- The Washington Times - Tuesday, December 15, 2009

NEW YORK | Easing concerns about global credit problems and more signs of corporate deal-making nudged major stock indexes to new highs for the year.

Stock indicators rose but posted uneven advances Monday upon news that Abu Dhabi had extended $10 billion to Dubai to help the Middle Eastern city-state stay afloat. Markets had been worried in recent weeks that debt problems in the former boomtown could send ripples through global credit markets.

Investors were also encouraged by Exxon Mobil Corp.’s $31 billion purchase of XTO Energy, which sent energy stocks sharply higher. The deal will help Exxon tap into the growing supply of natural gas in the United States and could signal more consolidation in the energy industry.

In other news, banking giant Citigroup Inc. said it would pay back $20 billion in bailout money that it received as part of the government’s financial rescue program. The government will also sell its 34 percent stake in the company. The news came just days after Bank of America Corp. repaid its $45 billion in bailout money.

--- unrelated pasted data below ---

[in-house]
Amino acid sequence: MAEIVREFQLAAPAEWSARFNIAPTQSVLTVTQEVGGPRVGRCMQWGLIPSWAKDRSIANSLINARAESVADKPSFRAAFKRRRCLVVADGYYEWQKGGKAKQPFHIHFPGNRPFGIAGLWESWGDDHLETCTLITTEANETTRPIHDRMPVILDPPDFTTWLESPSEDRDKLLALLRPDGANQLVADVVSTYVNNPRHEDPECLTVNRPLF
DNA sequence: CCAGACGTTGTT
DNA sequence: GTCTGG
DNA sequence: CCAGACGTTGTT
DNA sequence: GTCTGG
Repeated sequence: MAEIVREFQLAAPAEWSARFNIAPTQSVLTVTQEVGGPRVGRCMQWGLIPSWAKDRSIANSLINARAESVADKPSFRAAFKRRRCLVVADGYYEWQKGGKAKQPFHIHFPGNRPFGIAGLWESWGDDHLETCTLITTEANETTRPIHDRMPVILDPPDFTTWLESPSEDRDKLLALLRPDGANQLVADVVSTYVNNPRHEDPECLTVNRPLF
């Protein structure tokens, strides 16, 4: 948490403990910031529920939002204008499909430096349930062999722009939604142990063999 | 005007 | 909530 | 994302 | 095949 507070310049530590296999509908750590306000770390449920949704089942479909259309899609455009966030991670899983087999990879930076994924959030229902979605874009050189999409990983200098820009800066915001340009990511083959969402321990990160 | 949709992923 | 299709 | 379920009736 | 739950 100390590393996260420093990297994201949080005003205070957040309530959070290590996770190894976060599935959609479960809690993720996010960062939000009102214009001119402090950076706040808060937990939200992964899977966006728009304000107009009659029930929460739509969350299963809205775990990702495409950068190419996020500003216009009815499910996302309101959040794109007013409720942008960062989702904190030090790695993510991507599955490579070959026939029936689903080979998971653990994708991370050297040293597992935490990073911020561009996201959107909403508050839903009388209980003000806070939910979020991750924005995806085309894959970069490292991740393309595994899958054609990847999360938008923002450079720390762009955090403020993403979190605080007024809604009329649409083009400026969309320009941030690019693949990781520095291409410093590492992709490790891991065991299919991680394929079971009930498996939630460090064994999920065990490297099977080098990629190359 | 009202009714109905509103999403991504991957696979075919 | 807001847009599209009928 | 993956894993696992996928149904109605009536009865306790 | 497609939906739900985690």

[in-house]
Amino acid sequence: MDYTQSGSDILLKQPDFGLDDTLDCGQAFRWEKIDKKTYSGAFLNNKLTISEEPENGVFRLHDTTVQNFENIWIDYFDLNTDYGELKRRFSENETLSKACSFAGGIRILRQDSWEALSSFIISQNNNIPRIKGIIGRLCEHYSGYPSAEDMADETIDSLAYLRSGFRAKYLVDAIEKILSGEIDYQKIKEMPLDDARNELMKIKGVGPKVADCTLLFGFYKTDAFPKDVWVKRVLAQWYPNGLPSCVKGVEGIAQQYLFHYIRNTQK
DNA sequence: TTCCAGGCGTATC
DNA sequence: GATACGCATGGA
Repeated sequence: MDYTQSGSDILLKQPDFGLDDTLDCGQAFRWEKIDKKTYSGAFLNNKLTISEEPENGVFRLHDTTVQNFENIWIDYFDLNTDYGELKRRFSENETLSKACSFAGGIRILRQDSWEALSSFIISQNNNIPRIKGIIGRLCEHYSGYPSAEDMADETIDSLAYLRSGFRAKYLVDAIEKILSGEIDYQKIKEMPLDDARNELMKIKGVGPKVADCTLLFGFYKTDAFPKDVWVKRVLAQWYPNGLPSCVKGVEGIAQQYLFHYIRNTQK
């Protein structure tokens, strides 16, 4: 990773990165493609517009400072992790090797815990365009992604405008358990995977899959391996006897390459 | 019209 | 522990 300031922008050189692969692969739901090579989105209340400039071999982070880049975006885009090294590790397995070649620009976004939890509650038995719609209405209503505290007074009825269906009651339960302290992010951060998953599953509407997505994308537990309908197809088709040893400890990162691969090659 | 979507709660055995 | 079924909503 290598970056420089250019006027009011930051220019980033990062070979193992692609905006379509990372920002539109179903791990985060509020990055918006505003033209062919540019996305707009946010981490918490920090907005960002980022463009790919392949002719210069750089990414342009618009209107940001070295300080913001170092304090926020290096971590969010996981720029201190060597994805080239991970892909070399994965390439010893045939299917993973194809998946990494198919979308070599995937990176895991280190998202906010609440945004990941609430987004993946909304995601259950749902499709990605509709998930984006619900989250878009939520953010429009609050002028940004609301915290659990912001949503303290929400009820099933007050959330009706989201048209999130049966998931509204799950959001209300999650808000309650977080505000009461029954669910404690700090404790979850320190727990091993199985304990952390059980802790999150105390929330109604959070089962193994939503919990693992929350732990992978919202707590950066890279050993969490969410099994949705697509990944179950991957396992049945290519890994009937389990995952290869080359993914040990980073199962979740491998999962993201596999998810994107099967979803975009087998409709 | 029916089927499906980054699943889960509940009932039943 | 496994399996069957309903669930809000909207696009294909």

Despite the gain in stocks, investors were being cautious, refraining from making big bets in any one area of the market as they have for the past few weeks. Bond prices were little changed, and commodities were just slightly higher.

The Dow Jones Industrial Average rose 29.55, or 0.3 percent, to 10,501.05, its highest close since Oct. 1, 2008.

The broader Standard & Poor’s 500 Index rose 7.70, or 0.7 percent, to 1,114.11, its highest finish since Oct. 2, 2008. The Nasdaq Composite Index rose 21.79, or 1 percent, to 2,212.10.

The yield on the benchmark 10-year Treasury note was flat at 3.55 percent from late Friday.

Analysts said stocks are likely to drift over the next few days as investors await more details from the Federal Reserve, which wraps up its last policy meeting of the year Wednesday.

Investors expect the central bank to keep its benchmark interest rate at a historic low level of near zero for the time being. But there is some concern that rates could rise sooner than previously thought as the economy improves.

In other trading, the Russell 2000 Index of smaller companies rose 9.42, or 1.6 percent, to 609.79.

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